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Alvarez led Ripon to its first TVL title

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Ripon High's Roberto Alvarez

HIME ROMERO/Bulletin file photo

POSTED December 31, 2013 2:07 a.m.

Roberto Alvarez’s soccer career began, and nearly ended, with the Manteca Area Soccer League.

“I started playing when I was around 5. I really didn’t want to play after a while because I was getting knocked down a lot and kids were chopping at my feet,” Alvarez said.

He stuck with it.

Good decision.

Alvarez could have a big future as a soccer player. He spent his first two-plus years of high school playing for the San Jose Earthquakes Youth Academy and made his one-and-done run with the Ripon High team count. The ultra-talented 6-foot-1 senior led the Indians to their first-ever Trans-Valley League championship and first Sac-Joaquin Section home playoff victory this past fall.

Alvarez is the Manteca Bulletin’s 2013 All-Area MVP and perhaps the greatest player to come out of Ripon.

“We have had some good players in my 11 years of coaching at Ripon,” Ripon head coach Jamie DeBruyn said. “He takes the cake by a longshot.”

And at one point, DeBruyn thought it was a longshot to ever get Alvarez on the team. That’s because Alvarez was contractually obligated to compete solely for the Earthquakes Academy, which requires its players to train four days a week and play games on the weekends. The Major League Soccer club’s youth program selects the top players who try out from the Bay Area, Sacramento area and Central Valley. Manteca High’s Alex Hernandez is currently on the under-16 roster.

“I couldn’t play for any other team, including high school, but it was fun,” Alvarez said. “A lot of hard work was put in for me to get there. They showed me a lot of new things and improved the way I play, pretty much. It was an amazing experience that only few get to experience.”

Alvarez left the Earthquakes Academy during his junior year, when a groin injury sidelined him for two months and cost him playing time on his return. Their loss was Ripon’s gain.

DeBruyn can’t help but wonder what would have been had he had him for all four years. He does know the Indians would not have won a league title without him.

“We did add a lot of new faces this year that helped us overall, but without him we don’t win a lot of our close games,” DeBruyn said. “You watch him for 5-10 minutes and you know that he’s the most dominant player out there. I don’t care what team he plays on, they’re going to be better with him.”

DeBruyn shared that sentiment with other TVL coaches, making the case for Alvarez to be the league’s MVP. That Alvarez only played one year for his high school ultimately went against him. The distinction was instead bestowed to Hilmar’s Osiris Guerrero, who certainly had his own case by being the section’s third leading goal scorer.

“I knew there were few good players in league, but it didn’t really bother me,” said Alvarez, who finished with 11 goals and 11 assists — most of them coming in league play. “I just went out there and played my game.”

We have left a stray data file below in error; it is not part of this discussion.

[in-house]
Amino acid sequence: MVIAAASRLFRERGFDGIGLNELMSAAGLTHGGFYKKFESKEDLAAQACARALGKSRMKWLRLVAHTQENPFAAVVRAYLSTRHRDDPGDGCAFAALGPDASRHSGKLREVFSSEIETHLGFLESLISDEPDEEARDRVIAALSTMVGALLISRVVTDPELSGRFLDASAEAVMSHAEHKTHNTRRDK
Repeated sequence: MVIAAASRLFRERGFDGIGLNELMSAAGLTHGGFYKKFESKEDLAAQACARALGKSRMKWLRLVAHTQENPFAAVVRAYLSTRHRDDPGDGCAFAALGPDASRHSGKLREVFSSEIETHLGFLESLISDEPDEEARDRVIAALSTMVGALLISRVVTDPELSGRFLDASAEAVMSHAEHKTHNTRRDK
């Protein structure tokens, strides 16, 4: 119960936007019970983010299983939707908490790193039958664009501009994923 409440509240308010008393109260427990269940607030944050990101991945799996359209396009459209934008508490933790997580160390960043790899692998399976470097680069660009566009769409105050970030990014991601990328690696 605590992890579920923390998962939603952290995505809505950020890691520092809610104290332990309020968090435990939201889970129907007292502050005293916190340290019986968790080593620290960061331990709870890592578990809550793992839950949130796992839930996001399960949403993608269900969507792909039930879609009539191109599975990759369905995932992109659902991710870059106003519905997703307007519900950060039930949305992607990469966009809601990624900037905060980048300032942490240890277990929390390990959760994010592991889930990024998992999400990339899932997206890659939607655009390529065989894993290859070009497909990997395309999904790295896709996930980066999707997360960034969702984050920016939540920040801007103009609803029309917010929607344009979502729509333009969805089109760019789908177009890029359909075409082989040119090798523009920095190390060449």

Alvarez’s reward was the team’s historic achievements, which wouldn’t have been made possible without some of his heroic moments.

The versatile Alvarez started the season as Ripon’s defensive midfielder. DeBruyn figured he had enough scoring weapons up front and that the team overall would be stronger with Alvarez fortifying the back end.

Alvarez’s role changed when Ripon first faced Riverbank, the TVL’s reigning king which hadn’t lost or tied a league game in two years. The Bruins led 1-0 at halftime but appeared to be in full control.

After weeks of lobbying for a switch to forward, Alvarez finally got his wish. In the first minute of the second half, he scored. They battled to a 2-2 stalemate, ending Riverbank’s league winning streak.

From that point on, Alvarez was Ripon’s one-man breakaway. Even if he didn’t score, his presence on the attacking third opened up opportunities for others.

Alvarez came through in Ripon’s next match at Hilmar, where the Indians have traditionally struggled. He led a comeback charge after they trailed 2-0, scoring a goal and assisting two others en route to a 4-2 win.

“He can really play any position at a high level,” DeBruyn said. “He has all the physical makeup of a soccer player — the speed, the size, the strength, the ability to go left or right. We get kids that are talented but are not big or fast enough to play in college.”

Ripon ended up with its first TVL title, an outright claim thanks to a loss Riverbank had to take for using an ineligible player. The third-seeded Indians went on to beat Bret Harte 3-0 in the opening round of the SJS Division V playoffs, with Alvarez contributing to every score (goal, two assists). Their season ended in the semifinals, where they ran into a juggernaut in eventual champion Galt.

“I would have liked to have played for a section title, but it was nice to be part of the first-ever Ripon team to ever win TVL,” Alvarez said. “We deserved it. We all wanted it real bad this year.”

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